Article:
Paperwork submitted to the state in December 2021 shows that Press is no longer an investor in Motel 23. A representative for Watson provided NBC News paperwork dated November 2021 showing that he sold his stake in Motel 23 to Cohen, though that change is not yet reflected in state documents, a representative for the State Liquor Authority said this week. Spokespeople for Watson, Press and Singer declined to comment; an agent for Davis did not respond to requests for comment.
There is no indication that they knew about the allegations of misconduct against Cohen and Motel 23 reported by NBC News.
Quiet allegations erupt into public view
Cohen has hosted gay parties at glamorous New York nightclubs — including Goldbar, PHD Rooftop Lounge at the Dream Downtown hotel and Fishbowl at the Dream Midtown hotel — with reliable crowds of attractive men and star-studded guest lists. Some of the world’s most well-known gay celebrities, including British Olympic gold medalist Tom Daley, actor Neil Patrick Harris and rapper Lil Nas X, have been photographed with Cohen or made an appearance at Motel 23. Representatives for Daley, Harris and Lil Nas X did not respond to requests for comment.
“It was known for him to be an older man that liked the younger boys,” said Brita Filter, a star of “RuPaul’s Drag Race,” who has performed in New York City’s gay bars for over eight years. “If you’re a really good-looking, young white boy, Michael is going to be into you.” Filter said she has noticed that Cohen’s parties are frequented by young men; she has not observed Cohen harming anyone.
After Cohen opened Motel 23 in 2020, he was often found at the front door, hand-picking which well-dressed young men would gain entry and which would not. With its plush cocktail lounge and sizable dance floor, the dimly lit bar resembled the nightclubs of Manhattan’s Meatpacking District and their exclusive allure.
The bar, and Cohen’s parties elsewhere, were a magnet for the under-21 set — especially those who had Cohen’s approval, more than two dozen people who frequented the bar and parties said.
A representative for Goldbar declined to comment. A spokesperson for PHD Rooftop Lounge and Fishbowl did not comment.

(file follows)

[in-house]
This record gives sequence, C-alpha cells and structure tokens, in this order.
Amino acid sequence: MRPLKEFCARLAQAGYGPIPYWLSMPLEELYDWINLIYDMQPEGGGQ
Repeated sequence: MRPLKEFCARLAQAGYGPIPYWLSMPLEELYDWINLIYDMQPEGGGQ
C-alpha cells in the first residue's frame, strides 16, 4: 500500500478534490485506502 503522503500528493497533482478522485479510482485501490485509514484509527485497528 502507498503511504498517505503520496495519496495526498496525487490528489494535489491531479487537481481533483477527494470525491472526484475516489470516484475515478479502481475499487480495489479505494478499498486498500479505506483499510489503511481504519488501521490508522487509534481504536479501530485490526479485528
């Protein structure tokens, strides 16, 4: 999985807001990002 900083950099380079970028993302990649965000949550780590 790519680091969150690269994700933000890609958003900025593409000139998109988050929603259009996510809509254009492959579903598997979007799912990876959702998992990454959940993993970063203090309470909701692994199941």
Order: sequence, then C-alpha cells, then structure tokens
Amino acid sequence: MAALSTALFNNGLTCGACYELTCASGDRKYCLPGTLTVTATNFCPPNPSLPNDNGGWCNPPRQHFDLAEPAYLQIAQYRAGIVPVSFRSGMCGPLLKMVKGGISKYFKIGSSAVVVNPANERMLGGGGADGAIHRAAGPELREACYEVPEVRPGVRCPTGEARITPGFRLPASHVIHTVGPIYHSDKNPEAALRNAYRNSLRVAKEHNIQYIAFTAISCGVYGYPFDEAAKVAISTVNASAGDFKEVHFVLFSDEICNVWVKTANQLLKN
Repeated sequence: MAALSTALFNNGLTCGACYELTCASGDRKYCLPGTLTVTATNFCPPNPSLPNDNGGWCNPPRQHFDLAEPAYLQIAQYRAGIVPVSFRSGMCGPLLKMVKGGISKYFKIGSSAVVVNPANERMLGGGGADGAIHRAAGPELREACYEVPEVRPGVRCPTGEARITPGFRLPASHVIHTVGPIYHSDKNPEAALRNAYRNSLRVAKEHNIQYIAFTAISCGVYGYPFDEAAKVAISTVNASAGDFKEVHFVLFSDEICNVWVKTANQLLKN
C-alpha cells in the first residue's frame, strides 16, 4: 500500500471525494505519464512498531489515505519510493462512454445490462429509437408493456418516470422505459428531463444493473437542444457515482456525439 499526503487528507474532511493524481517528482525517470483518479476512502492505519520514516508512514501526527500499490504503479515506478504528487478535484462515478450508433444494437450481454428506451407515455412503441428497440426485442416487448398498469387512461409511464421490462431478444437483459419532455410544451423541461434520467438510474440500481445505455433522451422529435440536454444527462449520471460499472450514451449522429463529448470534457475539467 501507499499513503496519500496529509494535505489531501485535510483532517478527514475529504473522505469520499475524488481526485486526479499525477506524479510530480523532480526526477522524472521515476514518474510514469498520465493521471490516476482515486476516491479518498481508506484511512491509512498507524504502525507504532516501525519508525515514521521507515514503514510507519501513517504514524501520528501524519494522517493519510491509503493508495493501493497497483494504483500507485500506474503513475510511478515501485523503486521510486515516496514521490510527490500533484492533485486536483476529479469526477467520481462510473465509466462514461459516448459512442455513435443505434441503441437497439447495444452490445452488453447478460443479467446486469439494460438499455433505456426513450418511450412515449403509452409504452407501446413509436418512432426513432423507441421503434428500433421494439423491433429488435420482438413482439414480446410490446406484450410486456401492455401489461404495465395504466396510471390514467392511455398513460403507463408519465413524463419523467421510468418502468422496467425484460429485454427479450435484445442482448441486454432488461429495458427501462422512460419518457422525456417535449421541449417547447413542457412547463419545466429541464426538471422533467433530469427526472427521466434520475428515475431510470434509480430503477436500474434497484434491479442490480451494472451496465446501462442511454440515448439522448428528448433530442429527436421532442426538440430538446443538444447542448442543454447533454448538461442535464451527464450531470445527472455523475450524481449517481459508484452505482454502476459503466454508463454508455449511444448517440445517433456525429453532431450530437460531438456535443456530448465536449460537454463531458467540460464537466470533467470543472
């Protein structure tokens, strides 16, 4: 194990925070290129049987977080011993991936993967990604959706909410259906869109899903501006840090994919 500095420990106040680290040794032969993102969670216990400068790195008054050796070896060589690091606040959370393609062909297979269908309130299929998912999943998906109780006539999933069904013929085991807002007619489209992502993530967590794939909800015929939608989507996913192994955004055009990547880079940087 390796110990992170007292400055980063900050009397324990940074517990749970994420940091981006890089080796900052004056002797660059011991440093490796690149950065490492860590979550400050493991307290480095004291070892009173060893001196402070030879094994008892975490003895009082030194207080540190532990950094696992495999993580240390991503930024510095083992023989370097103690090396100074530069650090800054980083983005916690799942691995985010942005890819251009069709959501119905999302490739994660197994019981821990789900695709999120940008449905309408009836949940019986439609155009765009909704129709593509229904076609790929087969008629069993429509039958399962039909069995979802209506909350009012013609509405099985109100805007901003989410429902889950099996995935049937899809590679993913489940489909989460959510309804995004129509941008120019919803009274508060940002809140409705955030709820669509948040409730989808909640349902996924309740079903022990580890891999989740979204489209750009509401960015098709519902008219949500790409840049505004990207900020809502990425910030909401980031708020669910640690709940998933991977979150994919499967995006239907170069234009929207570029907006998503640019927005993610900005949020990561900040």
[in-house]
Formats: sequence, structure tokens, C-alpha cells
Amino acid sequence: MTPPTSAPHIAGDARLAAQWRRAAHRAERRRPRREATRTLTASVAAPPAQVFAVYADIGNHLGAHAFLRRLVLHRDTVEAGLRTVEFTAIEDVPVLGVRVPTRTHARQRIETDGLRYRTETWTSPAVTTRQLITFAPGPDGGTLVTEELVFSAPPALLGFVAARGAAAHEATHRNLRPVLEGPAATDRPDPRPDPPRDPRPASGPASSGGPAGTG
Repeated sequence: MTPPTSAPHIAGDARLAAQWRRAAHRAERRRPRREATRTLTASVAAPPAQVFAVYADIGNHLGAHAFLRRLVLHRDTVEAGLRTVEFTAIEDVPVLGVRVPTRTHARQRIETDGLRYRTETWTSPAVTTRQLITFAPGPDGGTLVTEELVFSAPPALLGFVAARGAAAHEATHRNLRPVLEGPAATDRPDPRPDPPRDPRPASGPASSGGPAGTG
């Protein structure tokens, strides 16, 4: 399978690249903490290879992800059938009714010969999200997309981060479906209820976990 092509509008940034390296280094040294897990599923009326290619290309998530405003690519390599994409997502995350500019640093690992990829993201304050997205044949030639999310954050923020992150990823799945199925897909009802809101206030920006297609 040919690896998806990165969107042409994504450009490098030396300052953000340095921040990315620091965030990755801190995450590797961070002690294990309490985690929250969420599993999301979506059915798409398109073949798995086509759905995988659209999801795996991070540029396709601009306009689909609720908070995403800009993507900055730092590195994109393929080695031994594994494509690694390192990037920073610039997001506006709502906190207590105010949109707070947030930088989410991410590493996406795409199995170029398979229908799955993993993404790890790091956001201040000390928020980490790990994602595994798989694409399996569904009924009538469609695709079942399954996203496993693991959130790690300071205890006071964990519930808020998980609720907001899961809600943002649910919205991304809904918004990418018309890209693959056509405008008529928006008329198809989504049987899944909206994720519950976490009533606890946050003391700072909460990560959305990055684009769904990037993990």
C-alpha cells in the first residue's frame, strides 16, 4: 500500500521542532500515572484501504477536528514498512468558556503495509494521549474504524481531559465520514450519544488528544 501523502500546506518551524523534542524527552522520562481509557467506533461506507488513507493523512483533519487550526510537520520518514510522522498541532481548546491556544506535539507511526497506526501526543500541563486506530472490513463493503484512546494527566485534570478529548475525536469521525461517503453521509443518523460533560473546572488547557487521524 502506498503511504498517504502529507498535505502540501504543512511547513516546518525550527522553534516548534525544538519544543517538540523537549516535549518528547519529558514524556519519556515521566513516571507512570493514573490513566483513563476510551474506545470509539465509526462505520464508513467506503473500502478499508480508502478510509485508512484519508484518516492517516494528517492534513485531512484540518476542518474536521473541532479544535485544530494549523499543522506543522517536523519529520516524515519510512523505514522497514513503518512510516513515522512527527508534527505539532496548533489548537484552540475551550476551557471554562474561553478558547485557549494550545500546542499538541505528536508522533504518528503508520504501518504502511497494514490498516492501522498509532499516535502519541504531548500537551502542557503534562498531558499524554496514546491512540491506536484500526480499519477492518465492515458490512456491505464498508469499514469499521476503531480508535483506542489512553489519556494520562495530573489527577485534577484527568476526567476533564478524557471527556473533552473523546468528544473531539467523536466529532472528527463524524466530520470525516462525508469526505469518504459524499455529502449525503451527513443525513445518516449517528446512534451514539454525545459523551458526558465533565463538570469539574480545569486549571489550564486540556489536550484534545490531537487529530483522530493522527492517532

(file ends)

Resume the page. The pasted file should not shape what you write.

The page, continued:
A representative for Cohen disputed that Motel 23 is known for allowing in underage bar goers and said that it’s common for people under 21 to use fake IDs to get into parties and bars.
Allegations about Cohen’s behavior circulating among New York’s gay men erupted into public view in early July, when dozens of allegations about Motel 23 were posted on an anonymous Instagram account.
The man behind the account, “mymotel23reality,” who spoke on the condition of anonymity, said he went to Motel 23 for the first time in June. At the door, the man, who said he had never met Cohen before and does not frequent New York’s gay nightlife scene, said that Cohen was going to let him in for free, but charge his friend, who is Black, $250 for admission.
“You’re going to want to let us in for free or else I will shut down your club,” the man, who is white, recalled saying to Cohen.
He recalled Cohen replying, “I’d like to see you try.”
Two weeks later, the man created “mymotel23reality.” Within days, he had received a flood of messages with allegations, he said.
The anonymous claims posted by the account collectively allege that Motel 23’s owner turned gay parties and bars, which some see as queer safe spaces, into toxic environments where young men were subjected to unwanted sexual advances. (NBC News has not verified the claims made on the anonymous Instagram account, which does not mention Cohen, or anyone else, by name.)
The account also alleged that Motel 23’s door staff at times treated some men of color and women differently from white men, including charging them more to enter.
NBC News spoke with eight people, including the Instagram account creator, who say they experienced or witnessed Cohen or other staff members doing this at Motel 23.
Joseph Lucido, 27, who is Asian American but describes himself as “white-passing,” said that he went to Motel 23 with an Asian American friend in February. His friend approached the door ahead of him, he said, and the bouncer told his friend the bar was “already full,” Lucido said. But when Lucido stepped forward a few minutes later, with his friend behind him, they were both allowed in, he said.